Saturday, January 14, 2006

AP: Some Students Prefer Taking Classes Online

Thanks to one of my classmates for the pointer to this, via our class forums:

Some Students Prefer Taking Classes Online

Interesting article. The profile a senior working on his undergrad in Business. The article seems to unofficially focus on undergraduate degrees online. Personally, I think for your traditional college undergrad - 18-22 years old or so, no exceptional circumstances - in-person is more valuable, if nothing else because it takes care of the discipline for you. Yeah, you actually have to wake up and get out of bed, but that's about it - between taking attendance and knowing that may be the only way you'll get the material, you have plenty of external motivators to participate, without self-discipline of your own accord. With your average 18-year-old undergrad, discipline is not usually the first thing on their mind. With online, you must have much more discipline - You have to overcome the "I can just do it later", or "There's no attendance" factors. This is also noted in the article:
Then there's the question of whether students are well served by taking a course online instead of in-person. Some teachers are wary, saying showing up to class teaches discipline, and that lectures and class discussions are an important part of learning.

But online classes aren't necessarily easier. Two-thirds of schools responding to a recent survey by The Sloan Consortium agreed that it takes more discipline for students to succeed in an online course than in a face-to-face one.
Personally, having done both, I feel qualified to agree with the Sloan Consortium' findings. ;-)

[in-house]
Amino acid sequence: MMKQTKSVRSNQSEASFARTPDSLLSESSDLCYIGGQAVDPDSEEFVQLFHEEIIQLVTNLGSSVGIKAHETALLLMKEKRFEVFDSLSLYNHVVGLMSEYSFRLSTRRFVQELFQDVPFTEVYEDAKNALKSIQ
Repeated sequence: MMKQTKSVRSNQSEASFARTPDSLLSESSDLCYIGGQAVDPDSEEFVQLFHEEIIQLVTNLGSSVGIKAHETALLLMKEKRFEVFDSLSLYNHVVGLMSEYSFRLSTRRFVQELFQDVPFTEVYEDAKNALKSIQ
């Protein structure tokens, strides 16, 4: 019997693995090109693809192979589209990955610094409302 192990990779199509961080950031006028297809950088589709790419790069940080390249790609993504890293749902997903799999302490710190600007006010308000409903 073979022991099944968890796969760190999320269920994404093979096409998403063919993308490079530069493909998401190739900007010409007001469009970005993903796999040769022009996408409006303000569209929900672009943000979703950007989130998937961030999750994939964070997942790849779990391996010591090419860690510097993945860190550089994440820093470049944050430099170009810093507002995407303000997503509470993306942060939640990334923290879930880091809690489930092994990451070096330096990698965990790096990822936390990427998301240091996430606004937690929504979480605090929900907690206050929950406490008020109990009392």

Anyhow - The aforementioned profiled student did do his first two years of school in-person - this is more amenable to me. A lot of maturing goes on in those first two years. I did take one course via distance (old-school - by video) while pursuing my undergrad, in my third year or so. It also took more discipline - I did it while co-oping - so after a full day's work, I had to come home and pop in a Thermodynamics lecture - not exactly your exciting evening entertainment. ;-)

I'll close with one last quote, from ASU:

Administrators say the distinction between online and traditional is now so meaningless it may not even be reflected in next fall's course catalogue.

I know I've said it 963 times, but sometimes I enjoy beating a dead horse: Online continues to gain more acceptance, and universities not distinguishing like this is both indicative of that and enhances that acceptance.


Denise Robinson said...
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Denise Robinson said...

Thanks for sharing this useful information. I will come back in a few days to see you have post some new articles.And I must say that it is really informative.